The reflector of 12 m aperture is the latest in a line of successful AstroMesh deployable, large aperture reflectors developed and built by Astro Aerospace. The reflector is a key part of the antenna system used by the spacecraft to provide broadband Internet communications. Enabled by the large reflector, the antenna system's sensitivity allows the use of mobile, laptop-size modems by users around the world.

Once the Alphasat satellite reaches orbit, ground controllers issue commands that control three hinge motors that unfold a 6 m boom supporting the reflector above the satellite. Additional ground commands are sent to two motors that unfurl the reflector to its fully deployed size.

• 112 kg subsystem mass (including boom & attachment hardware)

• 41 kg reflector only mass.

Alphasat I-XL features a new generation digital signal processor for the commercial payload.


Figure 15: Photo of the deployed AstroMesh reflector (image credit: Astro Aerospace)

Hosted TDPs (Technology Demonstration Payloads: LCT, Q/V-band transponder, Star Tracker, AEEF)

As a cost-effective way to deploy new services, validate new technologies, give them ‘flight heritage’ in space and introduce them in the commercial market, the concept of ‘hosted payloads’ offers a win-win-win solution for operators, industry and public institutions alike. 30) 31)

Hosted payloads benefit from available capacity on commercial satellites to accommodate additional transponders, instruments, or other applications that have to be operated in space. Partners share the satellite platform. This arrangement takes less time and money to implement, allowing advances in satcom technologies and services and new businesses to grow. This concept has also been referred to as ‘piggybacking’, ‘hitchhiking’ or secondary payloads.

Through ARTES, ESA has supported a number of hosted payloads over the years. These include the launch of the Skyplex processor payload on the Hot Bird 4 satellite of Eutelsat (launch Feb. 27, 1998 into GEO), followed by AmerHis on Amazonas 1 (AmerHis is the first operational regenerative, onboard processing, satellite switching system in the world, launch August 5, 2004). AmerHis has enabled Hispasat (Spanish telecommunications satellite service provider) to provide high-performance interactive multimedia services on its four Ku-band coverage zones: North America, South America, Brazil and Europe. The AmerHis system is an innovative solution of satellite broadband mesh communication based on a regenerative DVB-S/DVB-RCS processor.


Figure 16: Photo of AlphaSat during encapsulation on July 15, 2013 (image credit: ESA,Ref. 31)

Legend to Figure 16: AlphaSat carries a quartet of test technologies on its side: Q/V-band transponder, AEEF,Star Tracker, and LCT. The first and last of these are particularly conspicuous due to their covering of gold-coloured foil.

LCT (Laser Communication Terminal - TDP1):

Developed by Tesat Spacecom (Germany) and Ruag Space (Switzerland) with funding from DLR (German Space Agency) and the Swiss Space Office, and coordinated by ESA, this TDP (Technology Demonstration Payload) is a data relay mission to link observation data from LEO observation satellites towards a ground station through the geostationary Alphasat. The data-relay link between LEO and GEO will enable direct downloads from Earth observation satellites to small terminals, allowing for example, rescue workers to see near-realtime satellite imagery of the region where they are working. The LCT instrument is of TerraSAR-X, NFIRE (DoD) and TanDEM-X mission heritage. 32) 33)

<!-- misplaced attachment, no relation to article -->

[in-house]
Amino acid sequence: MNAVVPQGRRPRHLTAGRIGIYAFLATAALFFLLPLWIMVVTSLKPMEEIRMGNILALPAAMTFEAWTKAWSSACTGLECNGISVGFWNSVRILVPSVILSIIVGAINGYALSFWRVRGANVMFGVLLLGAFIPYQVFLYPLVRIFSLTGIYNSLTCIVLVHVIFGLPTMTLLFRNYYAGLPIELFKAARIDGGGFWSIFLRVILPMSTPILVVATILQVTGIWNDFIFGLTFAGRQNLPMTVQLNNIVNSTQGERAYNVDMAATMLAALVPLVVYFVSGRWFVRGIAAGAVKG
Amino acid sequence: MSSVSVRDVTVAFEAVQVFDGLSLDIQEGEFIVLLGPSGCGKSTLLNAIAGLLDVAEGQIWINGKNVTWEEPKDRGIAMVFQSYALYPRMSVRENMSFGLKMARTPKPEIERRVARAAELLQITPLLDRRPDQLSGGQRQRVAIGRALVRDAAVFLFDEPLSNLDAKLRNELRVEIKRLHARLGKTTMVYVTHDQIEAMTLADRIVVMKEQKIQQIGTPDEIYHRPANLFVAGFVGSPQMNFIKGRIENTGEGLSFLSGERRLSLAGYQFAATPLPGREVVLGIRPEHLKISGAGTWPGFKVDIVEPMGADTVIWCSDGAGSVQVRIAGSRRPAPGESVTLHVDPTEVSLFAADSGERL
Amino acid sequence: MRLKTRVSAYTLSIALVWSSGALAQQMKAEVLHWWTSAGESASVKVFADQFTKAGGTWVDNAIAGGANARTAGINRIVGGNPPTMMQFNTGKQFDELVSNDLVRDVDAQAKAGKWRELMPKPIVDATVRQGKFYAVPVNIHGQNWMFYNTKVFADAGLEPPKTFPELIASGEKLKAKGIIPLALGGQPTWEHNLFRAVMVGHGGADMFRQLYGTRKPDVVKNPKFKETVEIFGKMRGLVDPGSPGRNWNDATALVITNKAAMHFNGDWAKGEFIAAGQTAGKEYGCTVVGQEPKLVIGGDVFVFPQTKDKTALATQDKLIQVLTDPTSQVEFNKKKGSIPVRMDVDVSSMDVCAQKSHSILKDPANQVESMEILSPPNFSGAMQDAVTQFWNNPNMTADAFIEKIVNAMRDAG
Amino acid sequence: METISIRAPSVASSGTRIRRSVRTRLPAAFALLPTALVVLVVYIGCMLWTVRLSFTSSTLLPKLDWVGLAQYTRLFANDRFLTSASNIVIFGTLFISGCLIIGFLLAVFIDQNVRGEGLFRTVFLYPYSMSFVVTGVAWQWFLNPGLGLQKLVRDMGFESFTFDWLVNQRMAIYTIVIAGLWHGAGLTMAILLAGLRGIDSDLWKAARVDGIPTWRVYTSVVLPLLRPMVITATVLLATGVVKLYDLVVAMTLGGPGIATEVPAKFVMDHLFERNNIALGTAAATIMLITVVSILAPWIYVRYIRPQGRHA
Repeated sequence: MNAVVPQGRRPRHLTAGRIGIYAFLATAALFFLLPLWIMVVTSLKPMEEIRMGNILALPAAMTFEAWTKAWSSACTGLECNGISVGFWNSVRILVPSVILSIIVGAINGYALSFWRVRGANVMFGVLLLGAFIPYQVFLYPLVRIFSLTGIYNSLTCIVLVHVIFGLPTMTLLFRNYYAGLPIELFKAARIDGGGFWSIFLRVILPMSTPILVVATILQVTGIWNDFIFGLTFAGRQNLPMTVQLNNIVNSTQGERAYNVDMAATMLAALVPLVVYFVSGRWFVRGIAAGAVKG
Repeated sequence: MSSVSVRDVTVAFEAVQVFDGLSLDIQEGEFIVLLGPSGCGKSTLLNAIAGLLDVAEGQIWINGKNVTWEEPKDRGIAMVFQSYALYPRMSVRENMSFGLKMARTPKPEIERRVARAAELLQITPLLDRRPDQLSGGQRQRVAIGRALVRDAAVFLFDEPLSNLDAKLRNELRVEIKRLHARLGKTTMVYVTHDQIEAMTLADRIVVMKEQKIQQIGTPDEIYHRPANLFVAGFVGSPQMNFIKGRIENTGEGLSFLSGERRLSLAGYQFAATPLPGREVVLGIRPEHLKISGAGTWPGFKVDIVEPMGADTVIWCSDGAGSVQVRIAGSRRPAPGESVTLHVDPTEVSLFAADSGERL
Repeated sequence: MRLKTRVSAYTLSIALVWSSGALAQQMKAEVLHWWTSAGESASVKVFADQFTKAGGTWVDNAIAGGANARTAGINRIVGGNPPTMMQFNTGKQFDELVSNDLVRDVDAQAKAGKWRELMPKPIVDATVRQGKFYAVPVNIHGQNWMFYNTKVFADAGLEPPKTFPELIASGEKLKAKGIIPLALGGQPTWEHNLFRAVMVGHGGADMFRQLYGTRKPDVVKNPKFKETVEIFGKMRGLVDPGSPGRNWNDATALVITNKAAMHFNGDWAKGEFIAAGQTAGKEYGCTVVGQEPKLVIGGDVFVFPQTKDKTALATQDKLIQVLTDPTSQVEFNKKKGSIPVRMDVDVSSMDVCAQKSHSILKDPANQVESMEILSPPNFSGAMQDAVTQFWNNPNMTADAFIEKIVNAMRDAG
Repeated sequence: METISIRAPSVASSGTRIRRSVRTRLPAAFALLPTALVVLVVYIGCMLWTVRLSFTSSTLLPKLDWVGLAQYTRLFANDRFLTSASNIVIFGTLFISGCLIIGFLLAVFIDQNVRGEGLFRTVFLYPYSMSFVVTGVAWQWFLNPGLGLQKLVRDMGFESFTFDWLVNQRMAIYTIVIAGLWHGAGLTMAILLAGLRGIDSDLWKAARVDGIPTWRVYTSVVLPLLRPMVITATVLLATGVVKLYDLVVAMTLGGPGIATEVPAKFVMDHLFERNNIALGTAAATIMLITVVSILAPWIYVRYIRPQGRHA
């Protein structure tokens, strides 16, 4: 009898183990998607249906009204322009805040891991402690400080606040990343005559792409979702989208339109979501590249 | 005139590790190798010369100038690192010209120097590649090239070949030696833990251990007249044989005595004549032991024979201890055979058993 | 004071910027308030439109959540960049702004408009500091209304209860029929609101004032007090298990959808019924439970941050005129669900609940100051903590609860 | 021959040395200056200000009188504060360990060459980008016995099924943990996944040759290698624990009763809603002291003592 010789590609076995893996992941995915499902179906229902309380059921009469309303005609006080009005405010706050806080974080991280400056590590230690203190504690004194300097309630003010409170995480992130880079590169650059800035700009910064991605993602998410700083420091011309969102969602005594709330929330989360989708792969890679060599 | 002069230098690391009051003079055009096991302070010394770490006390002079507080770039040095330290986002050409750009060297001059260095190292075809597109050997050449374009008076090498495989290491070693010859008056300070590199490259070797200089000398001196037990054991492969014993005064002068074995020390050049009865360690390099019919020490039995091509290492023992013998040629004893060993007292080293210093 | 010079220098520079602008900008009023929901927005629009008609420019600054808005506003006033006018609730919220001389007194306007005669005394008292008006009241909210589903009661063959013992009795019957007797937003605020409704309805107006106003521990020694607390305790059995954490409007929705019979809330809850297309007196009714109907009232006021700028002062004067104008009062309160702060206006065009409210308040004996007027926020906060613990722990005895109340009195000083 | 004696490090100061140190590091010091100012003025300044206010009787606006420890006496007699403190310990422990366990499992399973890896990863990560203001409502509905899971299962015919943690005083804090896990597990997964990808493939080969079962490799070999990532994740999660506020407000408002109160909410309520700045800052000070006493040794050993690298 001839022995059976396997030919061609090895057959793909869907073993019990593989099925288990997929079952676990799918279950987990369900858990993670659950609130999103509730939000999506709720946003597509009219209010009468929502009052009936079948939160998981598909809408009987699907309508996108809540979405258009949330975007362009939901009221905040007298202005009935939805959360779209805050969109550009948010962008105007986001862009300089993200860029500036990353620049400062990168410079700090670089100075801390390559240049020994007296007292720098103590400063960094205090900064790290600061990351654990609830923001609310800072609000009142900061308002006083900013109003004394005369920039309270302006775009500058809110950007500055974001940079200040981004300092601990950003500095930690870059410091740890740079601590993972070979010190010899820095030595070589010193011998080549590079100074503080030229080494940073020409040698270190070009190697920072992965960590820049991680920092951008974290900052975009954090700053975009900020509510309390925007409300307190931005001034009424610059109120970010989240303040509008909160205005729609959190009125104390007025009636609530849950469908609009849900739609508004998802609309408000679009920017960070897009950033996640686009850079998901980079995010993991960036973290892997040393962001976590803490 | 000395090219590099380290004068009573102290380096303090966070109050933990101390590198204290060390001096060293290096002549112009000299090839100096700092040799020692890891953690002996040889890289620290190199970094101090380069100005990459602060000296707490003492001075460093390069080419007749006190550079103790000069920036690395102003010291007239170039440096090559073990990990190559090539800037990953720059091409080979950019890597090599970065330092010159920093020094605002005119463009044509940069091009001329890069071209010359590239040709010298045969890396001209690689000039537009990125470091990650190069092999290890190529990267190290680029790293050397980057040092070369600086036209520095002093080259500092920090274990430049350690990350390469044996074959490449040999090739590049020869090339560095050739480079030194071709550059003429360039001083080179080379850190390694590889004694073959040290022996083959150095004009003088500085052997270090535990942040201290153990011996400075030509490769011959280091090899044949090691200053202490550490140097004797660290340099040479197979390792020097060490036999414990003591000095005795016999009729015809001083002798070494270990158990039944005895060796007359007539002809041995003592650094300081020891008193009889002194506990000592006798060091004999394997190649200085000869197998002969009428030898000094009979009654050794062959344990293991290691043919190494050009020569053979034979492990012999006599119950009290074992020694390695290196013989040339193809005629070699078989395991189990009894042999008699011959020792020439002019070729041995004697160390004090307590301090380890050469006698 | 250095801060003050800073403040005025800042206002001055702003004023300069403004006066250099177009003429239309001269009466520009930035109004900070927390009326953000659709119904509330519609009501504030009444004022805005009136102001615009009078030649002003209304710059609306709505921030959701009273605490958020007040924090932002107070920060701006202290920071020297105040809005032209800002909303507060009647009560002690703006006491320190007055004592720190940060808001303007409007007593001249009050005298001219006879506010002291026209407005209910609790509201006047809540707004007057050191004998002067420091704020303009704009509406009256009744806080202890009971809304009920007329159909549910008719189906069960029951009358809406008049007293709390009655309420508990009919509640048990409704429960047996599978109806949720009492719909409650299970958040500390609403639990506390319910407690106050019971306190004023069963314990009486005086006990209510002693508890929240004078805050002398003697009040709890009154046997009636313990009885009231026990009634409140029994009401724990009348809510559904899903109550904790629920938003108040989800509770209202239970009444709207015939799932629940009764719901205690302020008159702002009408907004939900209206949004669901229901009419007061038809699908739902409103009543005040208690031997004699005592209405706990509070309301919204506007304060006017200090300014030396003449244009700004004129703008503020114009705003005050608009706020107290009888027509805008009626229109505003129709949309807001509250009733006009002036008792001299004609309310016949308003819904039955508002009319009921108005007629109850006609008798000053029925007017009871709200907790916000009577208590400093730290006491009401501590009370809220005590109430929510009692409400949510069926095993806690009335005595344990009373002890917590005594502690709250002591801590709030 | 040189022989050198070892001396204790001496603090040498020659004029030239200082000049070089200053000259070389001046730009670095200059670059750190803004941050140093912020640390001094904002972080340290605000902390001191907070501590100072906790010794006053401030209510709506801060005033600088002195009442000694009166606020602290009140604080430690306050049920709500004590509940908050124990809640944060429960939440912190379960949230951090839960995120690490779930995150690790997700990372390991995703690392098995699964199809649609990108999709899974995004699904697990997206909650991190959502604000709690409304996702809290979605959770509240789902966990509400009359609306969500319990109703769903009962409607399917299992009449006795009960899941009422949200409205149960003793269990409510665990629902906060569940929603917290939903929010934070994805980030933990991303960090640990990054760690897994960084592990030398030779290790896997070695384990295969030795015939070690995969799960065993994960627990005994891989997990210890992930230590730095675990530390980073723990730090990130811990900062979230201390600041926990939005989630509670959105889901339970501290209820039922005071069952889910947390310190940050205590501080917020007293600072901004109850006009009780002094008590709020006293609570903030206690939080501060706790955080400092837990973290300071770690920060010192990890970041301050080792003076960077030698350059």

Figure 17: Tesat 2nd generation LCT instrument showing the space side with hemispherical coarse pointing unit (image credit: Tesat)

The LCT provides a 2 Gbit/s bidirectional data link between the LEO satellite and the Alphasat I GEO satellite using laser diode pumped Nd:Yag (neodymium-doped yttrium aluminum garnet) crystal lasers transmitting infrared light at an ultrastable wavelength of 1.064 µm.

The LCT includes two major functions: to relay Earth observation data from LEO satellites (for example, Sentinel-1), and to verify the bidirectional optical link (experiment results, such as error counts, sensor data, etc., are transmitted via Alphasat telemetry to the ground for evaluation).

The major advantage of laser communication terminals compared to conventional RF payloads is their very high data rate, and this is the first time that such an optical LEO-to-GEO link will be verified in orbit. This TDP is a precursor of an operational optical communication system that will be used for ESA's EDRS (European Data Relay System).

The satellite laser terminal acquires the very weak signal from the optical beam of an optical counter terminal, which may be up to 50 000 km away. Once acquired, the data transmission between the two laser terminals (LEO and GEO) starts. Considering that LEO satellites travel at ~ 8 km/s (28,000 km/h), and the GEO satellite at about 3 km/s (11,000 km/h) in different directions, accomplishing this link is indeed a big challenge.

The received data are then downlinked via the Ka-band transmitter to the DLR ground station. More than ten LEO-to-GEO links per day in the first years of operation are expected.